Towards Use-Case Driven Self-Management of Distributed Systems

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The growing complexity of distributed systems makes their management a challenge. Manual management of these systems is costly and time consuming. Autonomic computing has been proposed to reduce the cost of maintaining complex systems by developing computer systems capable of self-management. A self-managed system consists of multiple autonomic managers and multiple management units. This thesis explores the potentials of autonomic computing for management of existing distributed systems. The management units in the autonomic approach proposed in this thesis are system behaviours. For a self-managed system to be able to recognise and solve a large portion of its malfunctions on its own, it needs to have knowledge about its own behaviours. As this knowledge is mainly specified in use-case notations during the software design and development phase, this thesis proposes to reuse the use-case notations for self-management purposes. Use-cases are usually expressed in a semi-formal way. They must be expressed in a formal language to be processable and understandable by software modules (autonomic managers). For this purpose, a management model (the way an autonomic manager manages a use-case realisation and the way multiple autonomic managers cooperate with each other) and a system model (the way a managed system provides its functionalities and description of the internal structure of a managed system) are proposed and constructed. All knowledge included in these generic models is represented in formal knowledge representation languages (the Semantic Web languages OWL and SWRL). A self-management framework based on the management and system models is designed and implemented. The framework provides an execution environment for autonomic managers to manage behaviours of an existing distributed system. Furthermore, the framework can be used to generate code for the autonomic managers, based on declarative behaviour descriptions.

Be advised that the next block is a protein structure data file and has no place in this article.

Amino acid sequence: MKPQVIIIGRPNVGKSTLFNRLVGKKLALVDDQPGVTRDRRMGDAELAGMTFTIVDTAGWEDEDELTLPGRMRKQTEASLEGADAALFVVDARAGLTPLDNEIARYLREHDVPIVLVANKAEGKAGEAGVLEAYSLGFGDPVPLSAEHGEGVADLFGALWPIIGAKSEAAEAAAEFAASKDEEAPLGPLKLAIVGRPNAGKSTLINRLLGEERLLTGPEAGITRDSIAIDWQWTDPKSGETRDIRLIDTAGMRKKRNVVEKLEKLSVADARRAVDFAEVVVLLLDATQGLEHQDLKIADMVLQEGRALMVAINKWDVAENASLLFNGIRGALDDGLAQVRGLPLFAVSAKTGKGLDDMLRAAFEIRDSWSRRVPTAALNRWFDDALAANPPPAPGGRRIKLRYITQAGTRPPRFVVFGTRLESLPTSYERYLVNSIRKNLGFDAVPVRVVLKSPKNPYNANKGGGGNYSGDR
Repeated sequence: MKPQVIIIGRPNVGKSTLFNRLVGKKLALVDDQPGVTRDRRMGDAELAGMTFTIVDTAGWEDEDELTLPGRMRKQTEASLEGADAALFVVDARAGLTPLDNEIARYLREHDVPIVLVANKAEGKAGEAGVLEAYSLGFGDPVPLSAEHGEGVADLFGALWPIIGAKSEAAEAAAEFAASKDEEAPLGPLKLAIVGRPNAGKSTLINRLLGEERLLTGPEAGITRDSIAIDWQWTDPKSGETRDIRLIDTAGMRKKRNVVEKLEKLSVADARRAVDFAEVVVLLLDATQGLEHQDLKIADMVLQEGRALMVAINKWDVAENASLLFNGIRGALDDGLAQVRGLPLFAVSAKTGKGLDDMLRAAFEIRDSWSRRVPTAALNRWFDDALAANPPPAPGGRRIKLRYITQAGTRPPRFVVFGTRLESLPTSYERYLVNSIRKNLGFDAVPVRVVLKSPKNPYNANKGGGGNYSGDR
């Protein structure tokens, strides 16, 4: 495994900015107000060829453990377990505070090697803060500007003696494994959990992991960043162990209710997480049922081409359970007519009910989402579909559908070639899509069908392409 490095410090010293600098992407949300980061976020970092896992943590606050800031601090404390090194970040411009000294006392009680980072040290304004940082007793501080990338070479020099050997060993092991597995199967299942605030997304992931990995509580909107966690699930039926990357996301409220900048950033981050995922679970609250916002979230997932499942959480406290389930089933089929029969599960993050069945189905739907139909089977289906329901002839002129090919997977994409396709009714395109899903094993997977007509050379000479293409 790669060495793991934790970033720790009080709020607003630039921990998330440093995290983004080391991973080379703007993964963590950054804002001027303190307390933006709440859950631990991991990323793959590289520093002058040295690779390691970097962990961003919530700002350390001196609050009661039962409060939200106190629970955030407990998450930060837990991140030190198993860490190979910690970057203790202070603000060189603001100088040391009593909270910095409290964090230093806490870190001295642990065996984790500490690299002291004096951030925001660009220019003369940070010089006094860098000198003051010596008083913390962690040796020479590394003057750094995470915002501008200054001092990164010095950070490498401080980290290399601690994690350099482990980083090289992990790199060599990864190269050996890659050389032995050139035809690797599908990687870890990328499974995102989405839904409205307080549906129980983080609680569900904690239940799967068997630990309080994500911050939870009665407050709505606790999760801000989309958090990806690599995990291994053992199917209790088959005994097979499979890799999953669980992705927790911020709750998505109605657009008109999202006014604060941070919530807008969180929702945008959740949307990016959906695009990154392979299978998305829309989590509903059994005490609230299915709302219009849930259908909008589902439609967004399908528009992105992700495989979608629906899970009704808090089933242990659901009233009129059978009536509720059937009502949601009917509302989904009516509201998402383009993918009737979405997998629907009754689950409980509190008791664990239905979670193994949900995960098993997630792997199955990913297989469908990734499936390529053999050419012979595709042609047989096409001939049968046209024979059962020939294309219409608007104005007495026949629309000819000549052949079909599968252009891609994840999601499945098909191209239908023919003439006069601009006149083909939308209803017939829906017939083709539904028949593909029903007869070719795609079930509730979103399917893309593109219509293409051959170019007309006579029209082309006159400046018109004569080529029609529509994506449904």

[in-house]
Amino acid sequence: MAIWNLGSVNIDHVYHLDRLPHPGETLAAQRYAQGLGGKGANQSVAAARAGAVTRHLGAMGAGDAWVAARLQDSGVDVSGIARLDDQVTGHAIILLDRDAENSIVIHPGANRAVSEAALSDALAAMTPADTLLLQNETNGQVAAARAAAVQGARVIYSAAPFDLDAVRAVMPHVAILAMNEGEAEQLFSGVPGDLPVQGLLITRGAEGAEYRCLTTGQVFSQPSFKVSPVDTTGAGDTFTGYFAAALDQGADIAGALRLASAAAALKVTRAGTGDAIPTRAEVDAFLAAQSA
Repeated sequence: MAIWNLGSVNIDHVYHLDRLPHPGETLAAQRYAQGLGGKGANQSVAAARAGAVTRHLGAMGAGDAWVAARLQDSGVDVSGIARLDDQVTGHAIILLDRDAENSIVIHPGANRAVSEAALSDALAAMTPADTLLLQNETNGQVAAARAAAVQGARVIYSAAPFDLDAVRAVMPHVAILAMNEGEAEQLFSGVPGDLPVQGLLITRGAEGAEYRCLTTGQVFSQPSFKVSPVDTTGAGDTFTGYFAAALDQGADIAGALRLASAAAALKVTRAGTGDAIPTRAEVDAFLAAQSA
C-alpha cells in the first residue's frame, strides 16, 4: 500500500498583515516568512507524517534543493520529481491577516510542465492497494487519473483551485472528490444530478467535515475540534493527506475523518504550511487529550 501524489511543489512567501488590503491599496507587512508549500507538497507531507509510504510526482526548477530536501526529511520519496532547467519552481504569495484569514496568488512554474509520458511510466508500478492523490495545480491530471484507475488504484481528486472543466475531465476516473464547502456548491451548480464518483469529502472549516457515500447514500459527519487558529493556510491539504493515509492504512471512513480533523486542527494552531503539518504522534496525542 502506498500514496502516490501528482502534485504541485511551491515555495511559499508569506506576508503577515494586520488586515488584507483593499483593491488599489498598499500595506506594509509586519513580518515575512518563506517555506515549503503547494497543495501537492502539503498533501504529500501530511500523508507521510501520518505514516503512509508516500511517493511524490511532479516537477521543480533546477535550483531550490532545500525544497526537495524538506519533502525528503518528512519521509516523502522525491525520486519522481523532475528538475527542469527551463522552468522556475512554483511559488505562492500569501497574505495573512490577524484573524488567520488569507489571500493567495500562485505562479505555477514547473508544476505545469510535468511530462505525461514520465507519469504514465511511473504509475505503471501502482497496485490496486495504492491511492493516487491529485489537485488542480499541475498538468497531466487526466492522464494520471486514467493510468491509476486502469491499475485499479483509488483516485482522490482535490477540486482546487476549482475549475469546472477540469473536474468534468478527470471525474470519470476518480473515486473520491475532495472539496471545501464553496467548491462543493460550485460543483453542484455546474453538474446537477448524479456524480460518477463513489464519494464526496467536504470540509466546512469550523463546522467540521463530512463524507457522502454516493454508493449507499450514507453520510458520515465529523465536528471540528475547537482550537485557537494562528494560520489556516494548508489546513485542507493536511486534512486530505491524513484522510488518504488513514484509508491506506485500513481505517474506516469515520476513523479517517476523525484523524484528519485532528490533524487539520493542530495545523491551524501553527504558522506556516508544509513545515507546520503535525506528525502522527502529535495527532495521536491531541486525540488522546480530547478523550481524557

Original languageEnglish
PublisherDelft University of Technology
Number of pages203
ISBN (Print)978-90-8570-625-0
Publication statusPublished - 2011

Bibliographical note

PhD Thesis


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